“This veil is a political garment,” added Khali, a practicing Muslim who has gone to Mecca five times but does not cover her hair. “It creates rifts in this country.”
French-Algerian Sen. Bariza Khiari says France’s school head scarf law has helped emancipate some Muslim women. “Women are realizing they need to break from certain traditional ways and to think for themselves. That’s what the (French) Republican school is all about,” Khiari said.
But as in the Middle East, women’s dress is fraught with symbolism in Europe, adopted not only because of tradition or submission but out of rebellion and religious conviction. Even as supporters point to the success of French anti-veil laws, skeptics question their utility.
While relatively few complaints were registered after the implementation of France’s school law, for example, it’s unclear how many girls left public schools because of the ban on veils.
“This law pushes women not to feel comfortable with themselves,” said French Muslim activist Noura Jaballah. Her 12-year-old daughter now removes her head scarf before entering her public school but puts it back on when she leaves.
“What I hope is that someday the question of Muslims isn’t posed in Europe,” Jaballah said. “Like Christians and Jews, we’re part of this society.”
Europe and the veil
France: A ban on Muslim head scarves and other “conspicuous” religious symbols at state primary and secondary schools was introduced in 2004 to widespread public support in a country where the separation of church and state is enshrined in law. Head scarves can be worn in Muslim schools and on university campuses.
Britain: There is no ban on Islamic dress in place, but schools are allowed to write their own dress codes. When a schoolgirl complained that she was sent home for wearing a garment that covered almost her entire body, the courts said the school made sufficient concessions by allowing Islamic trousers and tunic. Last week, a Muslim teaching assistant wearing a garment that left only her eyes uncovered won a victimization award against school officials who told her to remove her full-face covering while teaching, but she lost her claims of religious discrimination and harassment.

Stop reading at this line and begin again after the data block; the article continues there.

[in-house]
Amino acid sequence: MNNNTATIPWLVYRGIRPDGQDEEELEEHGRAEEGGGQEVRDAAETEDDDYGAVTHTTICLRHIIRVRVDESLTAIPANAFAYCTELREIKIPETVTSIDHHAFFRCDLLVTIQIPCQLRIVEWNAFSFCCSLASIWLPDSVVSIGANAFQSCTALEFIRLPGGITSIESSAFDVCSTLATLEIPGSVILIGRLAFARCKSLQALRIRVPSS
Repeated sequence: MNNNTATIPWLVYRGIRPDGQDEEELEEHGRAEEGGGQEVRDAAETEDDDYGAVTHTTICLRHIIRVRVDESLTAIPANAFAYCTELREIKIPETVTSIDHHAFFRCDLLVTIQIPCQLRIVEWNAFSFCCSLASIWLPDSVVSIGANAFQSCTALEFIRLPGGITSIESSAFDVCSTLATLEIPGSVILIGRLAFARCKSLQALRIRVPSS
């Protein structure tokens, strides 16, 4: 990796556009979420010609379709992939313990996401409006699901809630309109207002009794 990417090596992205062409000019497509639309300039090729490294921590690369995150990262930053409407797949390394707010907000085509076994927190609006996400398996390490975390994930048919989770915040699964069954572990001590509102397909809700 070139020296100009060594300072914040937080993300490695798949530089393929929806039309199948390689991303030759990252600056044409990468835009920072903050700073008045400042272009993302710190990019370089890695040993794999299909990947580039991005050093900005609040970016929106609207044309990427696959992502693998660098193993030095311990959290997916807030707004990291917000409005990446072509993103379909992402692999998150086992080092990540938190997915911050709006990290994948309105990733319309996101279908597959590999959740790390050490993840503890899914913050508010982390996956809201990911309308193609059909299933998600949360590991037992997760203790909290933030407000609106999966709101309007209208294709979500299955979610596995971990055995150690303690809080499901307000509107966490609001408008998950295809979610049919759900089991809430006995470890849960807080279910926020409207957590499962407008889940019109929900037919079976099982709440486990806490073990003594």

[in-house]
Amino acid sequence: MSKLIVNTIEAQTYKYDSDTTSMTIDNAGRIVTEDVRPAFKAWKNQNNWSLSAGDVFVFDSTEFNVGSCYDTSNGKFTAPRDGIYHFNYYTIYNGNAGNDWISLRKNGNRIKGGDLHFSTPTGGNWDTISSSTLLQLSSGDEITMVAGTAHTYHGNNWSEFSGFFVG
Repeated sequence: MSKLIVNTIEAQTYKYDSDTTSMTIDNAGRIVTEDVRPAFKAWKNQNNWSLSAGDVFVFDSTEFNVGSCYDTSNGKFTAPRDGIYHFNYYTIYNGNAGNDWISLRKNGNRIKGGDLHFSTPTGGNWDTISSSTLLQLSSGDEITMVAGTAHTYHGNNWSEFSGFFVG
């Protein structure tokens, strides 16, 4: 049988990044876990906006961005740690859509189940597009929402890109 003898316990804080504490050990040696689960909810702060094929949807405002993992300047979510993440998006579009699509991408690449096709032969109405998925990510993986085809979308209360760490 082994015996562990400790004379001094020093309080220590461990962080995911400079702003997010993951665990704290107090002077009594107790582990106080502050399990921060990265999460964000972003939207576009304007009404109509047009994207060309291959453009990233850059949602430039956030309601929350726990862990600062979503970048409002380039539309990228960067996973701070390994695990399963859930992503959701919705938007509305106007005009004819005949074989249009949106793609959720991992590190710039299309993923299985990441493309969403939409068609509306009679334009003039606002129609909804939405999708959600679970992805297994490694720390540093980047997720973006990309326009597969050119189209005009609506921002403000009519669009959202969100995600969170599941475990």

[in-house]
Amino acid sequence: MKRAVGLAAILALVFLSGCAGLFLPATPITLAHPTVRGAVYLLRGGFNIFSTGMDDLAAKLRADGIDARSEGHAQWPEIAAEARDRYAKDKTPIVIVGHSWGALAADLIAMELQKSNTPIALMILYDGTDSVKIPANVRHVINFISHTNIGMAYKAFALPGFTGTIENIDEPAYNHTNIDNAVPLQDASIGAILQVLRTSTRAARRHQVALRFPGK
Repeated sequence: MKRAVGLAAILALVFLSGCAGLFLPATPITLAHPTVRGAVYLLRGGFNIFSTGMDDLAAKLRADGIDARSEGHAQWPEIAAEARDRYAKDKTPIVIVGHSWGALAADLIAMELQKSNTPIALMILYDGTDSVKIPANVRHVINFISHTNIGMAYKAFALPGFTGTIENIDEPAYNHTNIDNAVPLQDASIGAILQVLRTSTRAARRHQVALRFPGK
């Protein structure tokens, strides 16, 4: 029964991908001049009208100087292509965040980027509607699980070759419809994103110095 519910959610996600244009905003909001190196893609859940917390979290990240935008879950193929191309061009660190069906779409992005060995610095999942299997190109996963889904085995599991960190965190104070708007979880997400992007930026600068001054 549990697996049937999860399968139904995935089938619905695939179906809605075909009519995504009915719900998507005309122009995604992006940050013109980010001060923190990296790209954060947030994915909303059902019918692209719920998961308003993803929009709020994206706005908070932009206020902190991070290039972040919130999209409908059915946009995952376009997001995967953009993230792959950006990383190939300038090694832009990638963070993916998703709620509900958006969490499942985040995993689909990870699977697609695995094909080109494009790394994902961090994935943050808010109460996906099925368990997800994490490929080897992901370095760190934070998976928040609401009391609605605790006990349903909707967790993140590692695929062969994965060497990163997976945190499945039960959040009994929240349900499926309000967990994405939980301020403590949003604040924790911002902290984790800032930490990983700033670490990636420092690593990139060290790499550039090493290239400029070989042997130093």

Germany: In September 2003, the federal Constitutional Court ruled in favor of a teacher who wanted to wear an Islamic head scarf to school. But the court said individual states could change their laws if they wanted to. At least four German states have banned teachers from wearing head scarves, and in the state of Hesse the ban applies to all civil servants.
Italy: In September 2004, politicians in northern Italy resurrected old laws against the wearing of masks in order to ban Islamic garments covering women’s faces. In July 2005, the Italian Parliament passed anti-terrorist legislation making the hiding of facial features from the public — including through wearing Islamic garb — an offense.
Belgium: The city of Maaseik, on the Dutch border, has banned the niqab, which covers the whole body except for the eyes.
Turkey: In this secular state, head scarves are considered backward-looking, but nonetheless, an estimated two-thirds of Turkish women wear scarves. Head coverings are banned in civic spaces, including schools, universities — state or private — and government buildings. In November 2005, the European Court of Human Rights ruled the Turkish ban was legitimate.
Russia: Russia’s Supreme Court has overturned a 1997 Interior Ministry ruling forbidding women from wearing head scarves in passport photos.